In memory of Jon Bauman (”Arthur Andersen”)
Monday, Jan 7, 2019
Posted by Barton Lorimor
* Jon Bauman, the loyal aid to former Gov. Jim Thompson who rose to the highest ranks of the Teachers Retirement System, died Saturday morning at St. John’s Hospital in Springfield after an unsuspecting illness took a sudden and dramatic turn for the worse. He was 62 years old.
Funeral arrangements have yet to be announced, and they are likely to be made in his given name instead of the one we all knew him by in Capitol Fax comments: Arthur Andersen.
The Bauman family said memorials may be made to the “Bauman Education Fund” maintained at Carrollton Bank. The proceeds have been used to help pay for his kids’ education, which Jon cared for and supported through to his passing.
“AA” was a frequent contributor here - serving as a resident pension expert given his extensive background in the subject as Chief Investment Officer and later Executive Director at TRS. His family shared with me they sometimes found their Dad groggy in the morning because he had pulled an all-nighter reading reports, articles, and preparing notes in anticipation of a day that would be heavily spent keeping the discussion in the Capitol Fax comments informed and on-track.
As Oswego Willy put it as we chatted off-line yesterday…
To wit, AA recently said in response to a question about which former governor we admired most…
* He took his work seriously, though was more than ready to share his tremendous sense of humor. Even after Jon’s forced departure from TRS, AA would so pointedly reference his own run-ins with federal investigators and swindlers that on more than one occasion I called or messaged him to make sure he was not blowing his own cover.
When he was on, he was on. You really did not want to disagree with his facts and figures. If you were, chances are you were wrong. AA was also a great teacher, and took the time to explain without judgement the complex world of investments to those of us ignorant of crucial details.
Aiding him through most of the obscurities of state finance and pension law was an impressively sharp memory. I remember catching up with him not long after I took an appointment in the IDES Director’s Office managing internal policies and procedures. He regaled an instance back in the 1980s when he was running, what is now, the Bureau of Property Management and trying to establish a multi-agency office in East St. Louis. In full detail, he was able to recall how the project was made complicated by this rule, that law, and how this property manager was not a qualified vendor because of this procedure, etc.
It was amazing, and yet another reminder of how valuable his analysis was on the blog.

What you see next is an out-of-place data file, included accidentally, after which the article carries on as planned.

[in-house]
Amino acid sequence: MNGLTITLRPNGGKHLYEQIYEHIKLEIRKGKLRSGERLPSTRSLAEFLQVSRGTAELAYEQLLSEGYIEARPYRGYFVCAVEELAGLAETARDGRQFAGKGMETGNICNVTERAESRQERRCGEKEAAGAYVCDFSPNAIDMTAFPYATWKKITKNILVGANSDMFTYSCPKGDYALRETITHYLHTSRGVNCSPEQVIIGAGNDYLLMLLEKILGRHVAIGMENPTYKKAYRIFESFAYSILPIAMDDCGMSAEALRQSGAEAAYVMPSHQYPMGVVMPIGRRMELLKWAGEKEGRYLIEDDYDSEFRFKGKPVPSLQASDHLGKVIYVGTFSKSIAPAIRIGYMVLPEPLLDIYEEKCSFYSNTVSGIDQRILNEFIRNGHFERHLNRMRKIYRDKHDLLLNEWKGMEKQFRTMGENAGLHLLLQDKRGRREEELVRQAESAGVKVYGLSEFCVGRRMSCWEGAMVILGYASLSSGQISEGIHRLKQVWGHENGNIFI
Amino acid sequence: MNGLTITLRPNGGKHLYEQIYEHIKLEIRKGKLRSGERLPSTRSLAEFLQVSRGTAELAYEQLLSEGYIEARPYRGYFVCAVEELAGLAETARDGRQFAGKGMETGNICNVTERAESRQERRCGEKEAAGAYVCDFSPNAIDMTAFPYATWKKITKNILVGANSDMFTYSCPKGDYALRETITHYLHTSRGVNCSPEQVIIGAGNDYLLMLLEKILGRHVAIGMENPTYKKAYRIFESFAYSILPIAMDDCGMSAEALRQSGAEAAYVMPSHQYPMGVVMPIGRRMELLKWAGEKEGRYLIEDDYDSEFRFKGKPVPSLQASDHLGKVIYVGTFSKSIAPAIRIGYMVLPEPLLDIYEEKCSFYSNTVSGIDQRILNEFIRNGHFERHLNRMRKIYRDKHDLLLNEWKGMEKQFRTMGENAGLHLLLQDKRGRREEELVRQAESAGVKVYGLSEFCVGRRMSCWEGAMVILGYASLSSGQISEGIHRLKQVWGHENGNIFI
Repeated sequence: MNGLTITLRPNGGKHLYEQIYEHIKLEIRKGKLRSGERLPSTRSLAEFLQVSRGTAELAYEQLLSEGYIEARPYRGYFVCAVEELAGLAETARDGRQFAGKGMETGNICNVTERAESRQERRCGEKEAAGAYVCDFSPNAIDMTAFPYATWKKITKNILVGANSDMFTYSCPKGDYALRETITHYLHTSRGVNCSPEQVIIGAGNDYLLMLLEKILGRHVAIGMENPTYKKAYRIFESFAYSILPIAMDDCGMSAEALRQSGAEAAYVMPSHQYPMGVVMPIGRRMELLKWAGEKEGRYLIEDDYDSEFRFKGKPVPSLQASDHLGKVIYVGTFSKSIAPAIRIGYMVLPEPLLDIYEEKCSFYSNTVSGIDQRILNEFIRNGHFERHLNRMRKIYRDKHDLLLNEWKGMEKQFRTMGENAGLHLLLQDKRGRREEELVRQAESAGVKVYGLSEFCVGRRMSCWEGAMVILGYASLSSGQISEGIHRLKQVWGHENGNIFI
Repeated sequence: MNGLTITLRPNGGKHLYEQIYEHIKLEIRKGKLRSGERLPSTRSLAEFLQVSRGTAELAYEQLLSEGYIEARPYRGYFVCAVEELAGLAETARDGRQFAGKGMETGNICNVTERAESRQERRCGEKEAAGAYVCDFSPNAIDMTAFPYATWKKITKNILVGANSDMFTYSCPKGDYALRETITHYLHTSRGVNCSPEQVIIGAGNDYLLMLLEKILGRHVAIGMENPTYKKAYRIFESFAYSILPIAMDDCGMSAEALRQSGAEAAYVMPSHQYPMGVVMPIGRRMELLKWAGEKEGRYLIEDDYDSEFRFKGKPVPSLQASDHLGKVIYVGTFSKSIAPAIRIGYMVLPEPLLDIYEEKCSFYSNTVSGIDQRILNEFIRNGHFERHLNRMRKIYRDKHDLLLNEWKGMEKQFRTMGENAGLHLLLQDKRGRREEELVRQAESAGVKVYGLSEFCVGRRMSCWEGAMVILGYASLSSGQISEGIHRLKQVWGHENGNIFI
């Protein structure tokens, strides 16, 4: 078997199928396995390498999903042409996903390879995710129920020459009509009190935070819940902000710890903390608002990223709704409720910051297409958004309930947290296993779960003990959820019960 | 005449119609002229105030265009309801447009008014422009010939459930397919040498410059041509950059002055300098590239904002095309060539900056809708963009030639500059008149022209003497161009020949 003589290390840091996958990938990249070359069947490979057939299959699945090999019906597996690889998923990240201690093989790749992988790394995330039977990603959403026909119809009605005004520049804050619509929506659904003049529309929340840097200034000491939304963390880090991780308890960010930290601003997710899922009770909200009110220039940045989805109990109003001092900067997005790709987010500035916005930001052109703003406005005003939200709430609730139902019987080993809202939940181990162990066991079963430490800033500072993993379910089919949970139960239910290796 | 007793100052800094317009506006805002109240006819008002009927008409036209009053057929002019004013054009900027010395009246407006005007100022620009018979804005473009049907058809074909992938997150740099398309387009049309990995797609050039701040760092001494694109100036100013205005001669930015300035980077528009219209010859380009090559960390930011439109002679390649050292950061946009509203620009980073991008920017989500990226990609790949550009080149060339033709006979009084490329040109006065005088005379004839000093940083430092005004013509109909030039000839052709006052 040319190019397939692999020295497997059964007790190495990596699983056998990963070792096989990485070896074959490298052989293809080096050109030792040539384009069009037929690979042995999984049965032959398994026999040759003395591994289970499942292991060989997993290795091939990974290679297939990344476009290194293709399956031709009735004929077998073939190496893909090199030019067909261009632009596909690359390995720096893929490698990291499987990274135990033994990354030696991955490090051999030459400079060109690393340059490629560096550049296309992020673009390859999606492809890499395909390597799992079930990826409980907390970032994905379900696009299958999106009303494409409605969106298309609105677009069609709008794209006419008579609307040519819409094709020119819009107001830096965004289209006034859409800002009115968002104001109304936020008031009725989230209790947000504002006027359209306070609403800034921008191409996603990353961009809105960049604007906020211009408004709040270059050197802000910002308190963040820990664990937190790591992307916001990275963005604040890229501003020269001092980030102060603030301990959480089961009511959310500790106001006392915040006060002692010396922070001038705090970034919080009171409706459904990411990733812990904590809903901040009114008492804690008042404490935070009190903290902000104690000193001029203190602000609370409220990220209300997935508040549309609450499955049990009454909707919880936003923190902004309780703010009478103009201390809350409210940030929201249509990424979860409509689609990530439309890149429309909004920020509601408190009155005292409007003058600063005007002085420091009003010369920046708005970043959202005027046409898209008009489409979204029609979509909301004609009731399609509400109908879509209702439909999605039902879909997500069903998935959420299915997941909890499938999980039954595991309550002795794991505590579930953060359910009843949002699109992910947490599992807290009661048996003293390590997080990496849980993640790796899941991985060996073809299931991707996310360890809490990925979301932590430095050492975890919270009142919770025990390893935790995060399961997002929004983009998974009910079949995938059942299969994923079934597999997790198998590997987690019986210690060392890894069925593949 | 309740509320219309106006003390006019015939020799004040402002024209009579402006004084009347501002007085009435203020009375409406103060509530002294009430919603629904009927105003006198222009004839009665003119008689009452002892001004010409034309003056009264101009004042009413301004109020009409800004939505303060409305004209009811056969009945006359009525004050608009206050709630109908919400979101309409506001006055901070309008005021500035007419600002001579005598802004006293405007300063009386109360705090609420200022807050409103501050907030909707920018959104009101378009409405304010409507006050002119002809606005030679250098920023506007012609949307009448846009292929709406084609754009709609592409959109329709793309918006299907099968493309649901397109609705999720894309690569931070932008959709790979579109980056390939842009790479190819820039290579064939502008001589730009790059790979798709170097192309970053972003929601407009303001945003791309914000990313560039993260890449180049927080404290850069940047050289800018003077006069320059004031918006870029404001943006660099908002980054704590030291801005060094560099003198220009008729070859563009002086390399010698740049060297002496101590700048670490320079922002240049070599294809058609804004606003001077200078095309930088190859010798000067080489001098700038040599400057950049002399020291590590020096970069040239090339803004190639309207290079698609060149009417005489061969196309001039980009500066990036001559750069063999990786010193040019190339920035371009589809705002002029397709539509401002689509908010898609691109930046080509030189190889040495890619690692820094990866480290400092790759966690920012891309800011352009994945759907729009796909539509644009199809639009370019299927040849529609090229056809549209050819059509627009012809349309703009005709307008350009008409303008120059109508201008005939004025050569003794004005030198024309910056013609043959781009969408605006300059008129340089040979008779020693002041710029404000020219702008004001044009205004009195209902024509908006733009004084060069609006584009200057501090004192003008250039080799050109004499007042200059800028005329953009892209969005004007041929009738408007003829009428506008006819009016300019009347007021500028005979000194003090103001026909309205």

* While “Arthur” was an insightful read in comments and heckler-in-arms on Twitter, Jon was someone I considered a friend. He would accept my lunch invitations from time to time when our schedules aligned, and he was my first phone call whenever I had the blog and something broke in the pension realm. He was fun to be around, to text, or DM in the middle of the night when the news was just too hot to switch off at an acceptable hour.
Jon was a great story teller, and he was notorious for saving the very best for the very end. One of my favorites that I have (unsuccessfully) tried to retell is one that starts with a salesman and his assistant coming to town and ends with, “And that’s how the stock market works.”
Another memorable one was from his days at TRS. The bulk of it was about a Chicago-based investment company on the verge of losing its bid to manage some of the system’s portfolio until one of its partners presented at a board meeting in Springfield. It ended with, “And that’s how I met Bruce Rauner.”
* I called him out of the blue the week before Christmas to see if he might be available for lunch. Unfortunately, but not all that surprising given the spontaneity of the plan, that did not happen. We had hoped to connect just after the holidays. He had no idea how sick he was when I talked to him, nor, according to those who were with him, did he when he slipped into unconsciousness. He excitedly told me about his plans to be with his family and taking in every moment he could with his grandchildren.
Here is the last photo he posted on Facebook…
* “His life was full of us – his kids,” his daughter Molly said yesterday. “We never wondered if our parents were proud of us.”
Jon is survived by his four children, Jon (Emily) Bauman of Virginia Beach, Va., Molly Irwin (Erick) of Springfield, Emily Bauman, who is pursuing a Masters of Social Work at the University of Illinois Urbana-Champaign, and Megan Bauman, who is a student at Southern Illinois University Edwardsville, and two grandchildren, two-year-old Hendrick Irwin and four-month-old Elliana Bauman. He was preceded in death by his beloved wife Erin Bauman.
* A suggestion for commenters who knew Jon throughout his life: As you can tell from the photo above, he was a fiercely proud grandfather. His grandchildren are young, so they might appreciate learning one day from you who their grandfather was, why he meant so much to us, and what traits of his you hope to emulate.